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Young bog turtle in hand. Photo by Gary Peeples, USFWS.

Grazing goats help with bog conservation



Greetings and welcome to the Southern Appalachian Creature Feature.

Mountain sweet pitcher plant is an endangered plant found in Southern Appalachian bogs, one of our rarest natural communities. Bog turtles are North America’s smallest turtle, and are also an imperiled species found in Southern Appalachian bogs.

Aside from both being imperiled; aside from both living in bogs; one thing these two species have in common is they prefer areas with plenty of sunshine.

When woody shrubs like privet and blackberry begin to grow in a bog, shading out grasses and sedges, it begins to spell trouble to these species. Woody shrubs are followed by trees like maple and alder and the nature of the bog is fundamentally changed and two rare species lose habitat. The challenge for land managers is how to keep those woody species out and keep the sunshine in.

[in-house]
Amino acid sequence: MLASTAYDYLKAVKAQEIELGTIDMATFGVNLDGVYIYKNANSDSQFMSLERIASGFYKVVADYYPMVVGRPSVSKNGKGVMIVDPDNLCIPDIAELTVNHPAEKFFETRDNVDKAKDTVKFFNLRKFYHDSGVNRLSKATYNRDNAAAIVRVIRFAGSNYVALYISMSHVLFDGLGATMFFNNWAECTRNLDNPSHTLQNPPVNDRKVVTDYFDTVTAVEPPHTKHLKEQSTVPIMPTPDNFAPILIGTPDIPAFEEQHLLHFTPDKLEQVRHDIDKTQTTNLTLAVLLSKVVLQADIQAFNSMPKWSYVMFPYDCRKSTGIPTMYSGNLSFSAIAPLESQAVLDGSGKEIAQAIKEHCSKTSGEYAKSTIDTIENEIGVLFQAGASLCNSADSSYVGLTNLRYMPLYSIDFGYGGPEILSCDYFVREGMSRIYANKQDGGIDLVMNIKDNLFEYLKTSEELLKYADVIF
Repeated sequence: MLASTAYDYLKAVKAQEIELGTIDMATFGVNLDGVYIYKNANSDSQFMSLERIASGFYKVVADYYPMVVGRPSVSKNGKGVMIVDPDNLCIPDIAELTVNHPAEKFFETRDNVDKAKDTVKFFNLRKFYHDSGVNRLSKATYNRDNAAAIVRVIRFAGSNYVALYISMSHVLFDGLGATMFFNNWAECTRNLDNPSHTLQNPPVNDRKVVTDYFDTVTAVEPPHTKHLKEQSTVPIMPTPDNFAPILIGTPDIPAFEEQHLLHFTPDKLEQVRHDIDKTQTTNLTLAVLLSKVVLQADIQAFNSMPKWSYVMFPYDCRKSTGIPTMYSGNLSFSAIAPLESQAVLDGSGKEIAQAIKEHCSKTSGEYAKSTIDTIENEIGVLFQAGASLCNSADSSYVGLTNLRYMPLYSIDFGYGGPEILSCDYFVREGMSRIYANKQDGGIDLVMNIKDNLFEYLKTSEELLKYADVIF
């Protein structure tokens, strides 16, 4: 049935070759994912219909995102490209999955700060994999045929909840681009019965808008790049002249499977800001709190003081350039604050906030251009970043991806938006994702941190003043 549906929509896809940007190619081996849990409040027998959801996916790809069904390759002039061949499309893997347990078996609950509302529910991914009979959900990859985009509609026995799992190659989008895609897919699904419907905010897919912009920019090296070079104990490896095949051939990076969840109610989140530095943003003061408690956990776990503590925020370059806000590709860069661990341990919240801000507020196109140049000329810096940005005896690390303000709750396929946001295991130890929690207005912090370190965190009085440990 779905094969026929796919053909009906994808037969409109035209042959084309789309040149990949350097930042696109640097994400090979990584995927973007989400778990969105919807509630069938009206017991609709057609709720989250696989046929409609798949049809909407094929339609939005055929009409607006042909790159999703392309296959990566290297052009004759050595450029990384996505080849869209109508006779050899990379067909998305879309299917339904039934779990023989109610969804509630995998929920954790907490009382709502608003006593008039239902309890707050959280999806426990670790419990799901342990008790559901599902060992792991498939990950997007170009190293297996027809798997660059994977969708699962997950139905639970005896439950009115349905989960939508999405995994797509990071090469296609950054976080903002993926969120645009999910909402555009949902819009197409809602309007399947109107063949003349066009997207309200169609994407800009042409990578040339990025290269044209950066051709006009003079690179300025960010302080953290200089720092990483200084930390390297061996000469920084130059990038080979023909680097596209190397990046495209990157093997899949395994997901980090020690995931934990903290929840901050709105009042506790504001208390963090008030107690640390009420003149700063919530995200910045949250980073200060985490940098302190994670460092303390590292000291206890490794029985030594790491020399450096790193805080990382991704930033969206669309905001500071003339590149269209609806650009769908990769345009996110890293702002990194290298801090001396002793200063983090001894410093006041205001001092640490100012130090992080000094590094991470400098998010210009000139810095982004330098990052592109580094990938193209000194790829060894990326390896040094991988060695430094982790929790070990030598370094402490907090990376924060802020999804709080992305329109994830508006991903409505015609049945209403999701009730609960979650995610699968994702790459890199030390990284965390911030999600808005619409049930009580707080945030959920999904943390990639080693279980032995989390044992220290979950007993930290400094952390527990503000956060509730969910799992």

One novel solution being used by The Nature Conservancy – goats. The expectation is that the goats’ voracious appetite will help keep woody plants in check and keep the sun shining on the pitcher plants. The use of livestock to keep plants in check is not unprecedented. In the Southern Appalachians an experiment is underway on Roan Mountain to gauge goats’ ability to help maintain the expansive grassy balds, and livestock have also been used to maintain grassy areas like historic battlefields and even utility rights of way.

For WNCW and the U.S. Fish & Wildlife Service, this is Gary Peeples.

Download the transcript.

The mission of the U.S. Fish and Wildlife Service is working with others to conserve, protect, and enhance fish, wildlife, plants, and their habitats for the continuing benefit of the American people. For more information on our work and the people who can make it happen, visit Connect with the Service on Facebook, follow our tweets, watch the YouTube Channel and download photos from Flickr.

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